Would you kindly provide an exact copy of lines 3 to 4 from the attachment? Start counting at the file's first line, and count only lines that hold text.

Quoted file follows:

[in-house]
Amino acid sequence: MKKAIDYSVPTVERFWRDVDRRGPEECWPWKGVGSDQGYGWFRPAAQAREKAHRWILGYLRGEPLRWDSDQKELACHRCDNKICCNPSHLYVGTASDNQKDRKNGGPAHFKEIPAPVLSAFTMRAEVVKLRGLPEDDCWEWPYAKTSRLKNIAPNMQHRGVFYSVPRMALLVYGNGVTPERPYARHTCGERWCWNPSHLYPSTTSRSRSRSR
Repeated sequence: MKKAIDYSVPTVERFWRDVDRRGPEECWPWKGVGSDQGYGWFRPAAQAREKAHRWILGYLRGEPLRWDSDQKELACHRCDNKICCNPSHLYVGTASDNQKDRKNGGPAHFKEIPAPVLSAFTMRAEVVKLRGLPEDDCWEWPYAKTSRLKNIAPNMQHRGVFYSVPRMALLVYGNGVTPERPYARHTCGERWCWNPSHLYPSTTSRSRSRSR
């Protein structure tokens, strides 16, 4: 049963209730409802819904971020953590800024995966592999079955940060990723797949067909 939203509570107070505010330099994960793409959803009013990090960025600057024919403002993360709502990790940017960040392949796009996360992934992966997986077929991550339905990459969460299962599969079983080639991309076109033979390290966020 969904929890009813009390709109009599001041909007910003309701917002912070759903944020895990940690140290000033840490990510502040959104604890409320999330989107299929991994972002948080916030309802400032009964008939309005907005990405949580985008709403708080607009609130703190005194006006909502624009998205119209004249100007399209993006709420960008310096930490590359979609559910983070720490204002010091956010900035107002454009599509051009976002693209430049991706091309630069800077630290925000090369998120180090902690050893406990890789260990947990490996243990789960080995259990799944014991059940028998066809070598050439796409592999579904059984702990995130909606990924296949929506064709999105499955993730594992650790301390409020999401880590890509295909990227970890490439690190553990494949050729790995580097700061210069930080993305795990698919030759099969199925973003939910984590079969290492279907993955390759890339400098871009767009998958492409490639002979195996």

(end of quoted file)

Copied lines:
Repeated sequence: MKKAIDYSVPTVERFWRDVDRRGPEECWPWKGVGSDQGYGWFRPAAQAREKAHRWILGYLRGEPLRWDSDQKELACHRCDNKICCNPSHLYVGTASDNQKDRKNGGPAHFKEIPAPVLSAFTMRAEVVKLRGLPEDDCWEWPYAKTSRLKNIAPNMQHRGVFYSVPRMALLVYGNGVTPERPYARHTCGERWCWNPSHLYPSTTSRSRSRSR
């Protein structure tokens, strides 16, 4: 049963209730409802819904971020953590800024995966592999079955940060990723797949067909 939203509570107070505010330099994960793409959803009013990090960025600057024919403002993360709502990790940017960040392949796009996360992934992966997986077929991550339905990459969460299962599969079983080639991309076109033979390290966020 969904929890009813009390709109009599001041909007910003309701917002912070759903944020895990940690140290000033840490990510502040959104604890409320999330989107299929991994972002948080916030309802400032009964008939309005907005990405949580985008709403708080607009609130703190005194006006909502624009998205119209004249100007399209993006709420960008310096930490590359979609559910983070720490204002010091956010900035107002454009599509051009976002693209430049991706091309630069800077630290925000090369998120180090902690050893406990890789260990947990490996243990789960080995259990799944014991059940028998066809070598050439796409592999579904059984702990995130909606990924296949929506064709999105499955993730594992650790301390409020999401880590890509295909990227970890490439690190553990494949050729790995580097700061210069930080993305795990698919030759099969199925973003939910984590079969290492279907993955390759890339400098871009767009998958492409490639002979195996």